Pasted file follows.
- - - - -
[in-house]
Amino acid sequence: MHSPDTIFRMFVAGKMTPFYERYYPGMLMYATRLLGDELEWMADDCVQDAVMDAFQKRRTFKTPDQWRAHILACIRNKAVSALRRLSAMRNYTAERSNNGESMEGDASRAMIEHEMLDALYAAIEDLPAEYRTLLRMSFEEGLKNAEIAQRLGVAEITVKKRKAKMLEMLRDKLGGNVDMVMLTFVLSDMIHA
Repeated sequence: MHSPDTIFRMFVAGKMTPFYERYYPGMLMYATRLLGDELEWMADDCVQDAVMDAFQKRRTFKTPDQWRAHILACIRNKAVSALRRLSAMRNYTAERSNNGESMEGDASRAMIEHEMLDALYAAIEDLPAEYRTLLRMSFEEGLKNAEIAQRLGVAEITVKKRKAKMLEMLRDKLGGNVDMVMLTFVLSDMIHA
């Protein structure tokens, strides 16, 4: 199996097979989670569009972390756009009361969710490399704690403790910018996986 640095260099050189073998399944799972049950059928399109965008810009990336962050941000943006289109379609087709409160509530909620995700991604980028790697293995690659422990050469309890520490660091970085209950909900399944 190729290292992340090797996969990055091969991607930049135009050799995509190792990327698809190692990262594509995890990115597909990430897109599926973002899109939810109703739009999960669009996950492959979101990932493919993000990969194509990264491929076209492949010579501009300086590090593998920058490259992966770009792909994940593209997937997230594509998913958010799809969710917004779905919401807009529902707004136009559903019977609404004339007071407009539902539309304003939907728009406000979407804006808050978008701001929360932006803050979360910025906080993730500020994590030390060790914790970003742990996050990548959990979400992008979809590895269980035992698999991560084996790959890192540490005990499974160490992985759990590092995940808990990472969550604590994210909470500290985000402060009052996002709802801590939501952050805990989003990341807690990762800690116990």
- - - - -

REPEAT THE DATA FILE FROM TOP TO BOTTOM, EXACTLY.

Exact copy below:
[in-house]
Amino acid sequence: MHSPDTIFRMFVAGKMTPFYERYYPGMLMYATRLLGDELEWMADDCVQDAVMDAFQKRRTFKTPDQWRAHILACIRNKAVSALRRLSAMRNYTAERSNNGESMEGDASRAMIEHEMLDALYAAIEDLPAEYRTLLRMSFEEGLKNAEIAQRLGVAEITVKKRKAKMLEMLRDKLGGNVDMVMLTFVLSDMIHA
Repeated sequence: MHSPDTIFRMFVAGKMTPFYERYYPGMLMYATRLLGDELEWMADDCVQDAVMDAFQKRRTFKTPDQWRAHILACIRNKAVSALRRLSAMRNYTAERSNNGESMEGDASRAMIEHEMLDALYAAIEDLPAEYRTLLRMSFEEGLKNAEIAQRLGVAEITVKKRKAKMLEMLRDKLGGNVDMVMLTFVLSDMIHA
């Protein structure tokens, strides 16, 4: 199996097979989670569009972390756009009361969710490399704690403790910018996986 640095260099050189073998399944799972049950059928399109965008810009990336962050941000943006289109379609087709409160509530909620995700991604980028790697293995690659422990050469309890520490660091970085209950909900399944 190729290292992340090797996969990055091969991607930049135009050799995509190792990327698809190692990262594509995890990115597909990430897109599926973002899109939810109703739009999960669009996950492959979101990932493919993000990969194509990264491929076209492949010579501009300086590090593998920058490259992966770009792909994940593209997937997230594509998913958010799809969710917004779905919401807009529902707004136009559903019977609404004339007071407009539902539309304003939907728009406000979407804006808050978008701001929360932006803050979360910025906080993730500020994590030390060790914790970003742990996050990548959990979400992008979809590895269980035992698999991560084996790959890192540490005990499974160490992985759990590092995940808990990472969550604590994210909470500290985000402060009052996002709802801590939501952050805990989003990341807690990762800690116990």